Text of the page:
While there would be the question of whether P and Q do have a parity of reasoning, this would still be a fallacy for the reasons given earlier. That is, even if P and Q have parity of reasoning, A’s view that P is a good argument does not prove that Q is a good argument. In addition to gaining the illusion of logical force from parity of reasoning, Hijacking can also misuse the good logic of entailment and implication.

 

Entailment & Implication

While there is dispute over how the terms should be used, I will take a somewhat practical approach to entailment and implication. In the case of what could be called strict logical entailment, then if A entails B, then B follows from A with certainty (or necessity). For example, one can think of the premises of a valid deductive argument as entailing the conclusion. As another example, one can think of being a triangle as entailing that something has three sides.

While philosophers do also use “implication” the same way as I have just used “entailment” it also enjoys a broader usage that could be seen as an inductive inference. On this informal view, if A implies B, then B follows from A with a reasonably degree of likelihood. In general, this form of reasoning would be good logic:

 

Premise 1: P entails/implies Q,

Premise 2: P is true.

Conclusion: Q is true.

 

For example, this would be solid logic:

 

Premise 1: Being a triangle entails having three sides.

Premise 2: T is a triangle.

Conclusion: T has three sides.

 

As noted above, Hijacking misuses this sort of reasoning and instead makes uses of bad logic like this:

 

Premise 1: A accepts P

Premise 2: P entails/implies Q

Conclusion: Q is true.

 

The problem is, as explained earlier, that it does not follow that Q is true because A accepts P and P entails/implies Q.  But this bad logic can be modified to be (possibly) good reasoning:

 

Premise 1: Person A accepts P.

Premise 2: P entails/implies Q.

Conclusion: A should accept Q.

 

One very noticeable difference between this reasoning and Hijacking is that there is no deception; no one is pretending to accept P in bad faith. From a logical standpoint, the essential difference lies in the conclusion: the claim is not that Q is true, but that A should accept Q based on their acceptance of P and that P entails/implies Q. This method is a good faith way of arguing that a person should accept something that is entailed/implied by something else they accept.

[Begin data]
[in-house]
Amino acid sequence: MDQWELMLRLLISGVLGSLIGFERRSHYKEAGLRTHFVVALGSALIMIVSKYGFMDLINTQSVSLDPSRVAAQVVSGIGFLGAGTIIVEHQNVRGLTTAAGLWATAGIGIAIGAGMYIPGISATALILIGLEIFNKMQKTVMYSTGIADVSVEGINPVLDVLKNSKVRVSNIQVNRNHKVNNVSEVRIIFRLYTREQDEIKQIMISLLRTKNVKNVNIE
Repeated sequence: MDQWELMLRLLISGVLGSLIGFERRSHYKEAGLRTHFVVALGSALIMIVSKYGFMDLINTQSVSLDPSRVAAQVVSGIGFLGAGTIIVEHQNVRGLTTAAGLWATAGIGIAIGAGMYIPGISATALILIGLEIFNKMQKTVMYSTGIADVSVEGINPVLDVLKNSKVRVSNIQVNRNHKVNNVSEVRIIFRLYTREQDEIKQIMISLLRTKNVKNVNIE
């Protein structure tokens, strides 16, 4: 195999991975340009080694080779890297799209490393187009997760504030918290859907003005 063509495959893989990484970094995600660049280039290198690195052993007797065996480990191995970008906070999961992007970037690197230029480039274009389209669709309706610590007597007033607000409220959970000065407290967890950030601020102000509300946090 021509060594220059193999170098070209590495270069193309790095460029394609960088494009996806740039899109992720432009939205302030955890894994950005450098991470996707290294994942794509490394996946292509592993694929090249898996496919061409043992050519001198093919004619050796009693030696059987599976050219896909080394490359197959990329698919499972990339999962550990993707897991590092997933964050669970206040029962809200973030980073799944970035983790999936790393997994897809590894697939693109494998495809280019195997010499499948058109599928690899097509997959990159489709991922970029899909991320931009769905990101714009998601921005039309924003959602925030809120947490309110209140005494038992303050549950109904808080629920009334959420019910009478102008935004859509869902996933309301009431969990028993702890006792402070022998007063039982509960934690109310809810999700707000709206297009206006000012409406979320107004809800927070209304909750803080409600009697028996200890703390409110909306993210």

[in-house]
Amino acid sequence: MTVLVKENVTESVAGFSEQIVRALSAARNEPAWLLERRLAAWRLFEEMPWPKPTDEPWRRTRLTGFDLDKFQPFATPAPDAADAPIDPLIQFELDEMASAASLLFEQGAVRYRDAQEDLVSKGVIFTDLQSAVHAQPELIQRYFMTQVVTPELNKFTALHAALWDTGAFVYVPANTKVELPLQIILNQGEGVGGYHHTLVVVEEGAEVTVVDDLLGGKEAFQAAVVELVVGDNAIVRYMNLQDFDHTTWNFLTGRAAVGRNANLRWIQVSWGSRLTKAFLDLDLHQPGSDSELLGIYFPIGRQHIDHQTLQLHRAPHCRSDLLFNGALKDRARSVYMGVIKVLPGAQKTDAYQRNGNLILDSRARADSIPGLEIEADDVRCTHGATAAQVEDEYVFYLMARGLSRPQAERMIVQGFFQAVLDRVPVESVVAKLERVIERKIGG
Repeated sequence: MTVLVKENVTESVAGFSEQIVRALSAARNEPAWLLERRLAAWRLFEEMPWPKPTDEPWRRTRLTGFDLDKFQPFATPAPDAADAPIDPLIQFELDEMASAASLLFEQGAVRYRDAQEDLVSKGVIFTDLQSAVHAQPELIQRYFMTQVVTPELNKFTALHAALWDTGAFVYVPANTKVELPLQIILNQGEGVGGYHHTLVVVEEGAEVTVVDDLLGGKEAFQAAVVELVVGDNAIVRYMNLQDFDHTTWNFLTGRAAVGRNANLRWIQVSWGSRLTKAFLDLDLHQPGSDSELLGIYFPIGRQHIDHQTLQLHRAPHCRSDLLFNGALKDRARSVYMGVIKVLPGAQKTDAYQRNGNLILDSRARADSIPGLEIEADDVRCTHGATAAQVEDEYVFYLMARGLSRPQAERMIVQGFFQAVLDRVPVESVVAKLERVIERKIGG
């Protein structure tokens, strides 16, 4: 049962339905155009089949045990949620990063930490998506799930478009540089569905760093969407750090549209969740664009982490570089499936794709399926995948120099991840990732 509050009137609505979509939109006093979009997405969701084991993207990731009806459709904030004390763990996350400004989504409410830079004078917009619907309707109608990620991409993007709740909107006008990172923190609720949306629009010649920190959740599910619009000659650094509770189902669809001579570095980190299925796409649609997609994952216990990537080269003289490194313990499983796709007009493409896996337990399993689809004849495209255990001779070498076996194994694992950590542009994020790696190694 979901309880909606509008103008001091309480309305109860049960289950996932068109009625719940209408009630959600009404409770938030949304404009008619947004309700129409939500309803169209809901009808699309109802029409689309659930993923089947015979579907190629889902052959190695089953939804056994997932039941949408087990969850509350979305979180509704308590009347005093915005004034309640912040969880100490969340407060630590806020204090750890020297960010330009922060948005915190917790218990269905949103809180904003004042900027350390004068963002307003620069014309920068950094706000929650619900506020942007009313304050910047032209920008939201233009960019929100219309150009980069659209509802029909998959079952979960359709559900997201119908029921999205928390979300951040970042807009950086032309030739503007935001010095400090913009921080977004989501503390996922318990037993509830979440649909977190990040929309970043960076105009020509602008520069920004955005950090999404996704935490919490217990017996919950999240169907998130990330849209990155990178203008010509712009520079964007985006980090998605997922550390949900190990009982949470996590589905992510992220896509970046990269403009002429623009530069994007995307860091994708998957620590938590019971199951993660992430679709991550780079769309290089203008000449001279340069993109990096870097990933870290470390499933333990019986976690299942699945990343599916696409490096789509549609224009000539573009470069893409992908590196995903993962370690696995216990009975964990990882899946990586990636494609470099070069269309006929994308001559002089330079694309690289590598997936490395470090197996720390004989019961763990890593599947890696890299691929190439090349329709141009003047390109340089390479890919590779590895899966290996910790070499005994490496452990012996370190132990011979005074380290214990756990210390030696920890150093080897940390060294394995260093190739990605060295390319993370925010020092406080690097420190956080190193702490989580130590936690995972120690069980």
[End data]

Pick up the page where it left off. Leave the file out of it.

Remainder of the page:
If P does entail/imply Q, then it seems reasonable that A should logically accept Q if they accept P. This does, of course, depend on the strength of the entailment/implication and there can certainly be cases where this can be debated. For example, whether the principle of autonomy entails/implies a right to choose to get an abortion or entails/implies a right to choose to not get vaccinated during a pandemic can be rationally debated in good faith. Because of this, someone could engage in Hijacking while also making a (possibly) good argument. After all, arguing in bad faith is not the same thing as making a bad argument. The form would look like this:

 

Premise 1: Person A accepts P.

Premise 2: Person B pretends to accept P.

Premise 3: P entails/implies Q.

Conclusion: A should accept Q.

 

While Premise 2 is an act of bad faith, it can be seen as irrelevant to the logic of the argument. This is because Premises 1 and 3 do the logical work and Premise 2 is there to function as a bad faith persuasive device. If the target accepts the conclusion because of Premise 2, then they would be a victim of bad faith persuasion and engaged in poor reasoning.

To illustrate, imagine a vaccine choice person who is anti-abortion. They might pretend to accept the pro-choice (abortion) view of autonomy and assert that it implies that vaccine choice should also be a right. If the pro-choice (abortion) view plausibly implies the vaccine choice view, then it would be reasonable for a pro-choice person to also accept a right to vaccine choice. The vaccine choice person would still be engaged in a bad faith argumentation, and they would, of course, not accept their own argument as support for their view. This does not show that their conclusion is wrong or that the argument is flawed; this is because acting bad faith does not entail that a person’s claim is false or that their argument must be bad. See the Bad Faith Fallacy and the Fallacy Fallacy.